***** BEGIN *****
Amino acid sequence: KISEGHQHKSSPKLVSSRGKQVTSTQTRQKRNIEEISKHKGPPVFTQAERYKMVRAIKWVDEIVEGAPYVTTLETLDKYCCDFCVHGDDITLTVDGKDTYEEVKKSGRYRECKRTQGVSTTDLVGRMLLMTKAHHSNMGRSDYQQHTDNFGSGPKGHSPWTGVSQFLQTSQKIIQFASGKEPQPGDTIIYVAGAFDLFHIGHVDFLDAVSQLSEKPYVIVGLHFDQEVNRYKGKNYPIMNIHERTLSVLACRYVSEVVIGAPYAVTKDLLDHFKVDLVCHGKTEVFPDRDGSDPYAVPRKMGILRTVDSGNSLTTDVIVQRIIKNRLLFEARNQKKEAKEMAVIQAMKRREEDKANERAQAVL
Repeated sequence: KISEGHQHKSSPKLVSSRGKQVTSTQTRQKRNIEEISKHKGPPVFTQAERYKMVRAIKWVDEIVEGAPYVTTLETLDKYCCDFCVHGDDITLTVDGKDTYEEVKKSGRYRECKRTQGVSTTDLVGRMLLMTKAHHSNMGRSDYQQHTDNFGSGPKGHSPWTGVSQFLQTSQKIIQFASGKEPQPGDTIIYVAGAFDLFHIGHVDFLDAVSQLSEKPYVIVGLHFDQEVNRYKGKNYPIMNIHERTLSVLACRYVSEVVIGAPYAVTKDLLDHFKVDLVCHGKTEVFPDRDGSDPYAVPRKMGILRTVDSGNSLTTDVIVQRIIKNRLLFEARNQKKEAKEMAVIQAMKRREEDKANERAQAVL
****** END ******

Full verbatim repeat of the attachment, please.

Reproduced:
Amino acid sequence: KISEGHQHKSSPKLVSSRGKQVTSTQTRQKRNIEEISKHKGPPVFTQAERYKMVRAIKWVDEIVEGAPYVTTLETLDKYCCDFCVHGDDITLTVDGKDTYEEVKKSGRYRECKRTQGVSTTDLVGRMLLMTKAHHSNMGRSDYQQHTDNFGSGPKGHSPWTGVSQFLQTSQKIIQFASGKEPQPGDTIIYVAGAFDLFHIGHVDFLDAVSQLSEKPYVIVGLHFDQEVNRYKGKNYPIMNIHERTLSVLACRYVSEVVIGAPYAVTKDLLDHFKVDLVCHGKTEVFPDRDGSDPYAVPRKMGILRTVDSGNSLTTDVIVQRIIKNRLLFEARNQKKEAKEMAVIQAMKRREEDKANERAQAVL
Repeated sequence: KISEGHQHKSSPKLVSSRGKQVTSTQTRQKRNIEEISKHKGPPVFTQAERYKMVRAIKWVDEIVEGAPYVTTLETLDKYCCDFCVHGDDITLTVDGKDTYEEVKKSGRYRECKRTQGVSTTDLVGRMLLMTKAHHSNMGRSDYQQHTDNFGSGPKGHSPWTGVSQFLQTSQKIIQFASGKEPQPGDTIIYVAGAFDLFHIGHVDFLDAVSQLSEKPYVIVGLHFDQEVNRYKGKNYPIMNIHERTLSVLACRYVSEVVIGAPYAVTKDLLDHFKVDLVCHGKTEVFPDRDGSDPYAVPRKMGILRTVDSGNSLTTDVIVQRIIKNRLLFEARNQKKEAKEMAVIQAMKRREEDKANERAQAVL